Wednesday, January 02, 2013

The Dibakar Banerjee files

The new issue of The Caravan has my profile/interview/general-reflections piece on director Dibakar Banerjee. The first thing – quite possibly the only thing – you will notice about the story is that it is Very Long. (The first draft was more than one-fifth the size of the Jaane bhi do Yaaro book.) But it could have been even longer, and at some point in the not-too-near future I may put up an extended/modified version here (or the full transcripts of conversations spread over many days). Meanwhile, here’s the Caravan link again.

Update: I hereby excuse myself from responsibility for any insane grammatical errors in the piece (I just noticed one, in the single excerpt I've read, and there must be more). Pity, but such oversights often happen with pieces of this length, involving a long-drawn-out process of revisions and overenthusiastic/hurried proofing. (It happened with the Jaane bhi do Yaaro book, where the Harper Collins desk blithely introduced errors into the copy at the last possible stage.)


  1. A great read..!! His very intention of reinventing himself with his every piece of work makes him so different and superior from his contemporaries..

  2. Brilliant jai - it's a very well researched piece. And you sure are very honest to present dibakar the very way you saw him. The part on him being a little too serious about his creative arc, the part about him cutting his sentence midway and improving it perhaps will never be written about any director, I guess. It gave me an entirely different perspective on the image I had. I thought he would be more like a guy, who takes himself casually.

  3. Fantastic piece.
    Have been a regular reader of your blog for quite some time now. Couldn't resist myself from congratulating you on this wonderful post. Being a fan of Banerjee's films myself, it was just fascinating to learn so much more about his personality and the workings of his brilliant mind. Especially loved the little paradoxes in his thought process and the apprehensions of his parents.
    Thank you and waiting impatiently for the original/enlarged version.

  4. Great write-up Jai. I have enjoyed Banerjee's films, especially Khosla ka Ghosla and Shanghai and it was good to get a peek into his mind.

    The photographs are rather evocative - are they clicked by you?

    And yes, cheers to 2013!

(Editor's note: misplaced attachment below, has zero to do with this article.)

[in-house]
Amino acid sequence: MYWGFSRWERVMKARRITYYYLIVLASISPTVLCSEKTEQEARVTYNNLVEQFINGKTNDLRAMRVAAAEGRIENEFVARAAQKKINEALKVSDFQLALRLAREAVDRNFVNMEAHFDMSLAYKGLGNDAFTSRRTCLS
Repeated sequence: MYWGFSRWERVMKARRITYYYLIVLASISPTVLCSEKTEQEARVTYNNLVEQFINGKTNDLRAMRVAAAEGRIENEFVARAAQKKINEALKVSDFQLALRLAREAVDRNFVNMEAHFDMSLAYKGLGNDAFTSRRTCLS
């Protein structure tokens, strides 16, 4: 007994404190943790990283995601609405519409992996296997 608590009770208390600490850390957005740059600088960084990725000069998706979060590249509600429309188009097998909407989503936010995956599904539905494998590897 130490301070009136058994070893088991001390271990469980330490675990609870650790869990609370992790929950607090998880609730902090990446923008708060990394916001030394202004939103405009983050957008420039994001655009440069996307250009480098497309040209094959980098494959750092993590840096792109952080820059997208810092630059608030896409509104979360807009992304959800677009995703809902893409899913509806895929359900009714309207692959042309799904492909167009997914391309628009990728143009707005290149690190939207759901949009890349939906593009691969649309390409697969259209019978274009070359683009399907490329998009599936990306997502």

5. I thought he would be more like a guy, who takes himself casually.

    Pessimist Fool: but he does often take himself casually too, and I tried to capture some of that in the piece. With something of this word-length, one has to make an effort to catch the many sides and moods of a person (and in the process acknowledge the limits of your own perception as a writer), rather than reduce him to clear-cut descriptions like "He takes himself too seriously" or "He is very casual."

  6. Manreet, Anunay, Mukesh: thanks. Mukesh: yes, I am clinging quite possessively to the material I have - more than 40,000 words spread over around five files - and hope to use some of it elsewhere.

  7. The photographs are rather evocative - are they clicked by you?

    Manreet: oh no! Would love to take responsibility for them, but I'm not anywhere close to being a professional photographer.

  8. Was waiting for my always-late copy of Caravan to read the piece, desperately keeping at bay the urge to read it online. It arrived this morning.

    Good work, Jai.

  9. “No. What I mean is that when you see the films you will know me. That’s different from an autobiography, which is a conscious presentation of oneself. Knowing the person is more complex.”

    I would like to believe he has achieved it. I'd have a hard time accepting Oye Lucky! Lucky Oye! so minimally 'as the sum total of the accidents of production' - as he puts it.

  10. Brilliant piece, Jai. There is something about the quiet growth and success of Dibakar Banarjee, unlike the brash, clamorous cult of Kashyap, who find an excuse to talk about their indie aspirations and their struggles at every instant and are too in your face. Maybe that's a bit unfair to Kashyap, as your article suggests his struggles were far greater but you have captured that difference very well here.

    Now to rewatch Oye Lucky Lucky Oye, his best work for me!

  11. A lot about Dibakar Banerjee arouses curiosity. While this article was a nice read on his cinema, there is far little exploration of his persona. The writer ventured there briefly with frequent references to his parents, but I wonder why other people were not interviewed. Why not his wife, too? It would have been marvelous to hear from people who worked with him. How do Boman and Paresh Rawal talk about their experiences of working with him? What does Abhay Deol have to say? I thought the stress on the parents was a little overdone. Also, given the current public debates in the country, I can't help but think back to the casting couch allegations against him. His body of work is really quite scarce. This could have been a nice opportunity to explore more about Dibakar the person and his process of filmmaking. Am hoping your unused material would have some answers to these questions :-)

  12. Jai, great stuff - reminded me of New Yorker profiles!

    I was interested to read your comparisons of Dibakar with Satyajit Ray. Ray was also an obsessive storyboarder & doodler. Both started in ad agencies. Both seem to be very immersed in music scores for their films. Both have made/are making movies with Byomkesh Bakshi.

    Also, as the previous poster wrote, it would have been good to hear from his wife.